My answer is this: this kind of war will never ever be won. It is impossible. Destroying Iran as an enemy only means creating new enemies in new places.
Hey, believe me, I understand why Israel feels the necessity to have a nuclear deterrent. I understand why its survival depends on being a bad ass. Iran getting nukes scares me. Anyone familiar with this blog will know that I have consistently taken an anti-nuke stance.
I do not want to see Israel destroyed any more than I want to see Iran destroyed. I am hoping that, on all sides, calmer heads will prevail. (But, as a Sci-Fi aficionado, I fear the coming singularity.)
It is useful to note that Iran sees itself as alone among enemies in much the same way that Israel sees itself. The threats go in all directions. Iran saw itself abandoned by the world when villages in the province of Kurdistan were gassed:
In total 360 chemical bombs were dropped on Iran against both military and civilian targets resulting in 100,000 casualties. There are now still some 45-52,000 people in Iran suffering severely from these attacks, many of them civilians who were not involved in the war but were just trying to live their lives.
What’s important to say at this point is that Iran is the only country in recent history that has had weapons of mass destruction used against it, and this by Iraq in full view of the international community which did nothing to help.
(From a text by Kamin Mohammadi)
(I actually remember that the official view of the US at the time was that the chemical attacks never took place.)
In conclusion (finally!), the premise of the argument for a nuclear attack against Iran is this: the regime is suicidal and willing to bring about the end of their own world. Everyone knows that a nuclear attack against Israel will assuredly result in devastating attacks against Iran. So, the regime must be suicidal to launch such an attack.
This begs the question: is a preemptive strike against Iran also suicidal for Israel? I think it is. Maybe not immediately, but eventually.
Friday, July 18, 2008
Wednesday, July 16, 2008
Sunday, July 13, 2008
Azadeh at Radio Zamaneh has an interesting interview with a disabled man who discovered blogging. He discusses how blogging made him feel less isolated and opened him up to a whole new world. As a result of this experience, he has set up all sorts of others in Iran with their own blogs.
If you can read or listen (I listened), it's a great interview.
If you can read or listen (I listened), it's a great interview.
Thursday, July 10, 2008
Kamangir points out that a photograph published of the recent missile tests is from the same test that was photographed 2 years ago.
Check out his blog and compare the pictures for yourself.
Update: This just in from AFP:
Photographs published on the Iranian Revolutionary Guards website showed four missiles taking off from a desert launchpad.
But one of the missiles had apparently been added to the photograph using elements from the smoke trail and dust clouds from two of the other missiles.
After being shown the photograph by AFP, Mark Fitzpatrick of the London-based International Institute for Strategic Studies (IISS) said: "It very much does appear that Iran doctored the photo to cover up what apparently was a misfiring of one of the missiles.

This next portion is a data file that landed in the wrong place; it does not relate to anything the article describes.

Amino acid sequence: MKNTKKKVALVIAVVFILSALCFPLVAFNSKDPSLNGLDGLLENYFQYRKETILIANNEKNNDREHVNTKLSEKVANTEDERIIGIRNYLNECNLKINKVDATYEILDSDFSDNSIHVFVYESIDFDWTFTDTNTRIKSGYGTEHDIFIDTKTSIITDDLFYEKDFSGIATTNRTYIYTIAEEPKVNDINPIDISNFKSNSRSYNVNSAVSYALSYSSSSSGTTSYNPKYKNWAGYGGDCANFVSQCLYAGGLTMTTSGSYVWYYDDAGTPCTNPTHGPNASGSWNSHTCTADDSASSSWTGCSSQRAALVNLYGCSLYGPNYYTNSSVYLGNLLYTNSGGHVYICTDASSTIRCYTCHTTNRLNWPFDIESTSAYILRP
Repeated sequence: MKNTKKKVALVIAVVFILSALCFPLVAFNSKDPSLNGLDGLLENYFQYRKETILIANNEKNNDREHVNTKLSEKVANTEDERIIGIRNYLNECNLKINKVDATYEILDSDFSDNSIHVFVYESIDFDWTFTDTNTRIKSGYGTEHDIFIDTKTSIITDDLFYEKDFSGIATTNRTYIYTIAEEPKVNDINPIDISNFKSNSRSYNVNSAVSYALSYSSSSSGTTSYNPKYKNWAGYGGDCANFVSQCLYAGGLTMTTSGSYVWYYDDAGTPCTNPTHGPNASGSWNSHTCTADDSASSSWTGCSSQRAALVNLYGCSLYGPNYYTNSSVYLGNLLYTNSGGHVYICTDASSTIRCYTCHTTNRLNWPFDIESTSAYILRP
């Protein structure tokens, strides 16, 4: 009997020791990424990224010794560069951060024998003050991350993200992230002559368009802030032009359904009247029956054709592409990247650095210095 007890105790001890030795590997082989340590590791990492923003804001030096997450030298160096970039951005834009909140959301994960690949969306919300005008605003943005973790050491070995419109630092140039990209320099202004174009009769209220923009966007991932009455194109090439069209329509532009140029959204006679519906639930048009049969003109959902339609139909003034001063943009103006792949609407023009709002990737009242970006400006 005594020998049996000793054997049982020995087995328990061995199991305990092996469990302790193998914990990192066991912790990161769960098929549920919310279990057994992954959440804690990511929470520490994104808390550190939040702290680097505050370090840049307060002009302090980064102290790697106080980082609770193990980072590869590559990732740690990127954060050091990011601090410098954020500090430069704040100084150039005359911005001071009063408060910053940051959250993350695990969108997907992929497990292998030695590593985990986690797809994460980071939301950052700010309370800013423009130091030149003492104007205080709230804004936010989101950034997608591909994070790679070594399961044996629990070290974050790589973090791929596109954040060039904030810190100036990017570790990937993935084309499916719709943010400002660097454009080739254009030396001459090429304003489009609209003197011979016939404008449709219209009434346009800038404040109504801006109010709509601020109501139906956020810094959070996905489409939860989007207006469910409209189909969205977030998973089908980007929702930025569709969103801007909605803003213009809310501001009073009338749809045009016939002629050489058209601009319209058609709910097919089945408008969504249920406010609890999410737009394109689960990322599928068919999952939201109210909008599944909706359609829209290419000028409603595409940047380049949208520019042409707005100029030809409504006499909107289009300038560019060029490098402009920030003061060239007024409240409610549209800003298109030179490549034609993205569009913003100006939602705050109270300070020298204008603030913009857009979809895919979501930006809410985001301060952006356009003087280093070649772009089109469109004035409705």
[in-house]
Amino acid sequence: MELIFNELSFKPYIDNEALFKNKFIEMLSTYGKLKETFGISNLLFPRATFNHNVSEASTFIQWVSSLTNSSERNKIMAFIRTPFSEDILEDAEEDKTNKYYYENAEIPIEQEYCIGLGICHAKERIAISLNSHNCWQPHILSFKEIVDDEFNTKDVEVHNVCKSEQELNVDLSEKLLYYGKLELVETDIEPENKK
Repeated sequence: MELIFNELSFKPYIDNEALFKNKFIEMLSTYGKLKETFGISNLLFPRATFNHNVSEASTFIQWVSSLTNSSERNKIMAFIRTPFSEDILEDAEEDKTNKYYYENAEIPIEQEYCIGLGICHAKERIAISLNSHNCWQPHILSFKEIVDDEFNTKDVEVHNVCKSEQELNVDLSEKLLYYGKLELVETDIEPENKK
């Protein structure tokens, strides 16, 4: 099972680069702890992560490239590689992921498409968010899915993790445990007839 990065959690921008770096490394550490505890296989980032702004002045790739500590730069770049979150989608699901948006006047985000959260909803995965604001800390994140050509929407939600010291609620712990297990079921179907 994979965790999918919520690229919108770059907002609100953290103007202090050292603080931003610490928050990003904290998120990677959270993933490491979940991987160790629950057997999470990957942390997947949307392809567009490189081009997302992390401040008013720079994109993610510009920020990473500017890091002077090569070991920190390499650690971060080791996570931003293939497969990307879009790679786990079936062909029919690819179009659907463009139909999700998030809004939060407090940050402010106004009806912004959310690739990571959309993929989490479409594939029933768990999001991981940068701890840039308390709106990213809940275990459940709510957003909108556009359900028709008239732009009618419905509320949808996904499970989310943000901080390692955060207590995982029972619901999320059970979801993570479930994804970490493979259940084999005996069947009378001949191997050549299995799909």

"The whole purpose of this testing was to send a signal so Iran both exaggerated the capabilities of the missile in their prose and apparently doctored the photos as well."
Tuesday, July 08, 2008
Posted by Kamran at 1:51 PM
This is the first time I have seen a video like this one. Usually videos of demonstrations are taken from inside the crowd. This one is taken from the Ministry of Interior in Tehran and you really get to see the size of the crowd. It seems that the people taking the video are trying to zoom in on faces, possibly for later identification.
This demonstration commemorates the student protests of 1999 . Maybe someone with better ears than ours can understand what is being said by the video makers and the students.
Sunday, July 06, 2008
Saturday, July 05, 2008
Friday, July 04, 2008
When was the last time any of us had any mental security? Was it when our mother breast fed us and provided for our every need? Well, in an effort to become the ultimate nanny state, some parliamentarians and judges in Iran are considering making 'disturbing mental security' a capital offense. Well, I, for one, am disturbed already.
Read Hamid Tehrani's round-up on Global Voices:
Read Hamid Tehrani's round-up on Global Voices:
“Don’t be upset, we'll execute you legally”
Nikahang, a leading Iranian online cartoonist and blogger, says [Fa]:
if this draft bill becomes law, everything will be based on interpretation and a simple blogger will be considered a center to destroy people’s religion! What can I say? Only people who disturb people’s mental security could support such a thing.
Mirza Kasra Bakhtyari writes [Fa] that Ali Larijani, the Iranian Parliament's President, supported discussing this draft bill and added that they have talked for hours with the Judiciary about it.
Ghomarashegahneh says [Fa]:
Mentioning ‘blogging' among crimes such as kidnapping, raping, armed robbery makes accusing bloggers easier than before… Such a law will harm the mental security of society more than the poor bloggers, who do not know what awaits them.
The blogger adds that the real causes of mental security problems are the economic crisis and repressive government policies.